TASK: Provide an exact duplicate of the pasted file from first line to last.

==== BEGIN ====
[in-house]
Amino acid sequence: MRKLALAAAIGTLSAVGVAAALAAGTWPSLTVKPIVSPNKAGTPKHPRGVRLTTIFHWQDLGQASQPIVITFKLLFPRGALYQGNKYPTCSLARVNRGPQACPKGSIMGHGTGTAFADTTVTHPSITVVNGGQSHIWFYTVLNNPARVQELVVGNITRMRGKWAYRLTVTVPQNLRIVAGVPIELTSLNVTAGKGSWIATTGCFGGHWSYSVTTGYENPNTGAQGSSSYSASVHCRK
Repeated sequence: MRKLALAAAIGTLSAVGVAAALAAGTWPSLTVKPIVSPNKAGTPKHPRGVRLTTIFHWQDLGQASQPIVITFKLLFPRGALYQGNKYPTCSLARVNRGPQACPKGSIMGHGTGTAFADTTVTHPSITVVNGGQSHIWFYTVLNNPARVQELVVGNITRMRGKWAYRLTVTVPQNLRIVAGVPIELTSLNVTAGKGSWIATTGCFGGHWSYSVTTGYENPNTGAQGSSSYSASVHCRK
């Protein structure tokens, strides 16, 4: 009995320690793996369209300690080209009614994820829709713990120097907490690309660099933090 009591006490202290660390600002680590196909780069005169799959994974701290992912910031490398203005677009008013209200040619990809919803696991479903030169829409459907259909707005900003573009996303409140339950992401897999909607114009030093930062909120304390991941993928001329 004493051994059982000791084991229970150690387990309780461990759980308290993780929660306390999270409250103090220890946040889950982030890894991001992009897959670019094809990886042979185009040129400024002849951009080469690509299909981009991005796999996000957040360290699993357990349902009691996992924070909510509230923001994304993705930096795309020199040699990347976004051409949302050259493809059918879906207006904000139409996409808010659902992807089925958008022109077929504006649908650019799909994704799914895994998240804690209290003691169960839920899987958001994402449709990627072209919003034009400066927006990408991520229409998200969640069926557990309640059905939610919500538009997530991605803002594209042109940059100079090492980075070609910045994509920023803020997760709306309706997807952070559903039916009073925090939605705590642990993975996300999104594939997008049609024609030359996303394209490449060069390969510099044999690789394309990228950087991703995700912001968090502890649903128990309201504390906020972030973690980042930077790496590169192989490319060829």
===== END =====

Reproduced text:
[in-house]
Amino acid sequence: MRKLALAAAIGTLSAVGVAAALAAGTWPSLTVKPIVSPNKAGTPKHPRGVRLTTIFHWQDLGQASQPIVITFKLLFPRGALYQGNKYPTCSLARVNRGPQACPKGSIMGHGTGTAFADTTVTHPSITVVNGGQSHIWFYTVLNNPARVQELVVGNITRMRGKWAYRLTVTVPQNLRIVAGVPIELTSLNVTAGKGSWIATTGCFGGHWSYSVTTGYENPNTGAQGSSSYSASVHCRK
Repeated sequence: MRKLALAAAIGTLSAVGVAAALAAGTWPSLTVKPIVSPNKAGTPKHPRGVRLTTIFHWQDLGQASQPIVITFKLLFPRGALYQGNKYPTCSLARVNRGPQACPKGSIMGHGTGTAFADTTVTHPSITVVNGGQSHIWFYTVLNNPARVQELVVGNITRMRGKWAYRLTVTVPQNLRIVAGVPIELTSLNVTAGKGSWIATTGCFGGHWSYSVTTGYENPNTGAQGSSSYSASVHCRK
């Protein structure tokens, strides 16, 4: 009995320690793996369209300690080209009614994820829709713990120097907490690309660099933090 009591006490202290660390600002680590196909780069005169799959994974701290992912910031490398203005677009008013209200040619990809919803696991479903030169829409459907259909707005900003573009996303409140339950992401897999909607114009030093930062909120304390991941993928001329 004493051994059982000791084991229970150690387990309780461990759980308290993780929660306390999270409250103090220890946040889950982030890894991001992009897959670019094809990886042979185009040129400024002849951009080469690509299909981009991005796999996000957040360290699993357990349902009691996992924070909510509230923001994304993705930096795309020199040699990347976004051409949302050259493809059918879906207006904000139409996409808010659902992807089925958008022109077929504006649908650019799909994704799914895994998240804690209290003691169960839920899987958001994402449709990627072209919003034009400066927006990408991520229409998200969640069926557990309640059905939610919500538009997530991605803002594209042109940059100079090492980075070609910045994509920023803020997760709306309706997807952070559903039916009073925090939605705590642990993975996300999104594939997008049609024609030359996303394209490449060069390969510099044999690789394309990228950087991703995700912001968090502890649903128990309201504390906020972030973690980042930077790496590169192989490319060829």